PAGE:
The danger of implying that art should be indistinguishable from the world is that it inadvertently supports the dismantlement of its institutions, makes it answerable to the same economic metrics by which other industries are judged useful, and might seem to justify the growing tendency in Europe to direct state funding to artists who might plug the gaps in social care created by politically motivated austerity programs. In practice, this edition of EVA International demonstrates the value of an independent art institution that is nonetheless informed by, and linked into, the city. It is significantly to the biennial’s credit that it has recently made demonstrable efforts to engage Limerick’s emerging arts community, and so this exhibition feels less like a map of a single reality than a meeting point between local and international cultures, enriched by the traffic between these two worlds.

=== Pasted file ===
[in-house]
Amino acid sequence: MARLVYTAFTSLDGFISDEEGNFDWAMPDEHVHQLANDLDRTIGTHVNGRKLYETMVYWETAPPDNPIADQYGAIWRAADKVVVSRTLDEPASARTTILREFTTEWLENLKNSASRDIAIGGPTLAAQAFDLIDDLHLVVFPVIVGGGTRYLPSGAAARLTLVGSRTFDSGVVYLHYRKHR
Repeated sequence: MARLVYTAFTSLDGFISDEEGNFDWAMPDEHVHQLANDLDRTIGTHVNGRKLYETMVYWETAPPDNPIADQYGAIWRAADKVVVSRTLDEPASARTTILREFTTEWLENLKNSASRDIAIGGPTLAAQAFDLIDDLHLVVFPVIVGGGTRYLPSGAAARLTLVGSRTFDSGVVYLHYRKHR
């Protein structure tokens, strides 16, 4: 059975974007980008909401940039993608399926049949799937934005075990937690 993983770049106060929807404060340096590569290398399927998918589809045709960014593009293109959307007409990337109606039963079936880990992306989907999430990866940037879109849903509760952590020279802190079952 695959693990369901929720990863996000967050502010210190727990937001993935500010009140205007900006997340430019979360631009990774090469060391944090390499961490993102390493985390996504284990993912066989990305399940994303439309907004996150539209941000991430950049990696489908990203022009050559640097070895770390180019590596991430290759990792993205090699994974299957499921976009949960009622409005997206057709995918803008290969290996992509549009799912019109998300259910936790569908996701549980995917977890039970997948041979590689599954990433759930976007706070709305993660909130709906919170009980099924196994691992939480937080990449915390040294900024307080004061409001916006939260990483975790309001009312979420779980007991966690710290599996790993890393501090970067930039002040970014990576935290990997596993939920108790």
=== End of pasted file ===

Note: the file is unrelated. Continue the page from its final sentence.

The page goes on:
It was because of that crossover that I came across the work of Daithí Mac Cruitín (aka mankyy), not included in the biennial but part of a network of artists and musicians active in and around it. His A.B.C.s is a tiny handmade and thread-bound abecedary, measuring 1½ x 1 inches, in which each letter is illustrated on the recto by a collage of found images that combine surrealist humor with the iconoclasm of punks like Linder. In its radical openness to interpretation, this pocketbook reads like a rebuttal of the Dictionary of Received Ideas (1911–13), through which Flaubert lampooned the idea that the world can be indexed in words much as Carroll had earlier satirized the idea that it can be mapped by images. Like all works of imagination, this miniature reminds us that the world is much stranger than can be accounted for by any single system of apprehending it, and that art’s value might consist in its capacity to alert us to the many realities of which we are not conscious. So, at its best, does this biennial.


Stephen Wright, Toward a Lexicon of Usership (2013). See: https://museumarteutil.net/wp-content/uploads/2013/12/Toward-a-lexicon-of-usership.pdf.

Nature & Ecology, Aesthetics
Biennials, Agriculture, Infrastructure

Ben Eastham is editor-in-chief of e-flux Criticism.

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September 28, 2023